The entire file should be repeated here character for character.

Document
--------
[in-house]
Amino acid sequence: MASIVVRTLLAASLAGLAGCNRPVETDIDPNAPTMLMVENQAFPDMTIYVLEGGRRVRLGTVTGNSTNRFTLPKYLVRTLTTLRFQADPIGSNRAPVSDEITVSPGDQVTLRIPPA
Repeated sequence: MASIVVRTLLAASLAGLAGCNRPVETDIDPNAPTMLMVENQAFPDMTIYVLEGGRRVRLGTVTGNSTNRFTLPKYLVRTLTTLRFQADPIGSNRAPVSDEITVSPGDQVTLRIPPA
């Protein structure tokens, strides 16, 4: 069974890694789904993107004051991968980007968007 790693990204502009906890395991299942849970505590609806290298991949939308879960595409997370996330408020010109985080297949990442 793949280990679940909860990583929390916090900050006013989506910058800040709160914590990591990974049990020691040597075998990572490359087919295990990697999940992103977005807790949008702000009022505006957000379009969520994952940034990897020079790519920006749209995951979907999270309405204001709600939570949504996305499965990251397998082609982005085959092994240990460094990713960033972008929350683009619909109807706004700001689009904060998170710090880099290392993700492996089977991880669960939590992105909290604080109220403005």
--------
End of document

[in-house]
Amino acid sequence: MASIVVRTLLAASLAGLAGCNRPVETDIDPNAPTMLMVENQAFPDMTIYVLEGGRRVRLGTVTGNSTNRFTLPKYLVRTLTTLRFQADPIGSNRAPVSDEITVSPGDQVTLRIPPA
Repeated sequence: MASIVVRTLLAASLAGLAGCNRPVETDIDPNAPTMLMVENQAFPDMTIYVLEGGRRVRLGTVTGNSTNRFTLPKYLVRTLTTLRFQADPIGSNRAPVSDEITVSPGDQVTLRIPPA
């Protein structure tokens, strides 16, 4: 069974890694789904993107004051991968980007968007 790693990204502009906890395991299942849970505590609806290298991949939308879960595409997370996330408020010109985080297949990442 793949280990679940909860990583929390916090900050006013989506910058800040709160914590990591990974049990020691040597075998990572490359087919295990990697999940992103977005807790949008702000009022505006957000379009969520994952940034990897020079790519920006749209995951979907999270309405204001709600939570949504996305499965990251397998082609982005085959092994240990460094990713960033972008929350683009619909109807706004700001689009904060998170710090880099290392993700492996089977991880669960939590992105909290604080109220403005």